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This briefing predominantly relates to England but also includes information on the position in other countries, including Wales.

Current position

There is currently no general legal requirement on those working with children in England to report known or suspected child abuse or neglect. The statutory guidance, Working Together to Safeguard Children, says “anyone who has concerns about a child’s welfare should make a referral to local authority children’s social care and should do so immediately if there is a concern that the child is suffering significant harm or is likely to do so.” While statutory guidance does not impose a legislative requirement to report abuse, it creates an expectation that those working with children will comply with the guidance unless there are exceptional circumstances.

In addition, a number of professional regulators and bodies (predominantly those in the health and social care sectors) require their members to report any concerns about a child’s safety or well-being. A professional’s failure to adhere to such standards or codes of conduct may result in misconduct or fitness to practise proceedings against them.

Mandatory reporting duty

There have been calls for a mandatory duty to report known or suspected child abuse and neglect to be introduced for specific groups, such as social workers and teachers. Proponents argue that a mandatory reporting duty would offer greater protection to children.

In July 2016, the Government launched a consultation which sought views on two possible reforms in relation to reporting child abuse and neglect:

  • The introduction of mandatory reporting of child abuse and neglect.
  • The introduction of a duty to take appropriate action in relation to child abuse or neglect.

In its response to the consultation, published in March 2018, the Government said it had decided against introducing either a mandatory reporting duty or a duty to take appropriate action. While recognising the argument that mandatory reporting could reduce the risk that serious cases pass unnoticed, the Government response raised a number of risks associated with such a duty or a duty to act.

Independent Inquiry into Child Sexual Abuse

The final report of the Independent Inquiry into Child Sexual Abuse, published in October 2022, said children had suffered as a result of “a marked absence of a cohesive set of laws and procedures in England and in Wales that require individuals working with children to report child sexual abuse”.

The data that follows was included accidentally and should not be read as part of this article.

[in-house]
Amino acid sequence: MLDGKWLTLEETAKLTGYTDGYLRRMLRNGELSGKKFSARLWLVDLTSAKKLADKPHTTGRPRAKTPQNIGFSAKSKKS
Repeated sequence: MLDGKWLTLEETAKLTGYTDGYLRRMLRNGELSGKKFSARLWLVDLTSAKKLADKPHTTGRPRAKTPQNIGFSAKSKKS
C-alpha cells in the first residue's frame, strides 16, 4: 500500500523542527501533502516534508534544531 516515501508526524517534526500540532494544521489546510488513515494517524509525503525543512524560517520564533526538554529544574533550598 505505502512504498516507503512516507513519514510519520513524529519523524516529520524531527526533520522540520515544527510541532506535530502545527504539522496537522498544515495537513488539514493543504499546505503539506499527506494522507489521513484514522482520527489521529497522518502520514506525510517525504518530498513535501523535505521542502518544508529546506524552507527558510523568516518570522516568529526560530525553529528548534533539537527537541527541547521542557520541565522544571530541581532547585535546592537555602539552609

The report recommended the UK Government and the Welsh Government introduce legislation placing certain individuals – ‘mandated reporters’ – under a statutory duty to report child sexual abuse in prescribed circumstances (eg, where they observe recognised indicators of sexual abuse). 

The report recommended it should be a criminal offence for mandated reporters to not report child sexual abuse where they are in receipt of a disclosure of child sexual abuse from a child or perpetrator, or witness a child being sexually abused.

The Government has said it will provide “a comprehensive response” to the report’s recommendations within six months of its publication.

Mandatory reporting in other countries

Since April 2016 certain public bodies in Wales have been under a duty to inform the local authority if they have “reasonable cause to suspect that a child” who has needs for care and support is at risk of abuse, neglect or other kinds of harm.

Mandatory reporting laws exist in several countries internationally, including the majority of countries in Europe and some parts of the US, Canada and Australia.

Although there is variation, the core components of mandatory reporting laws include:

  • Who is covered by the duty.
  • What must be reported.
  • Who the report must be made to.
  • Sanctions for failing to report.

Documents to download

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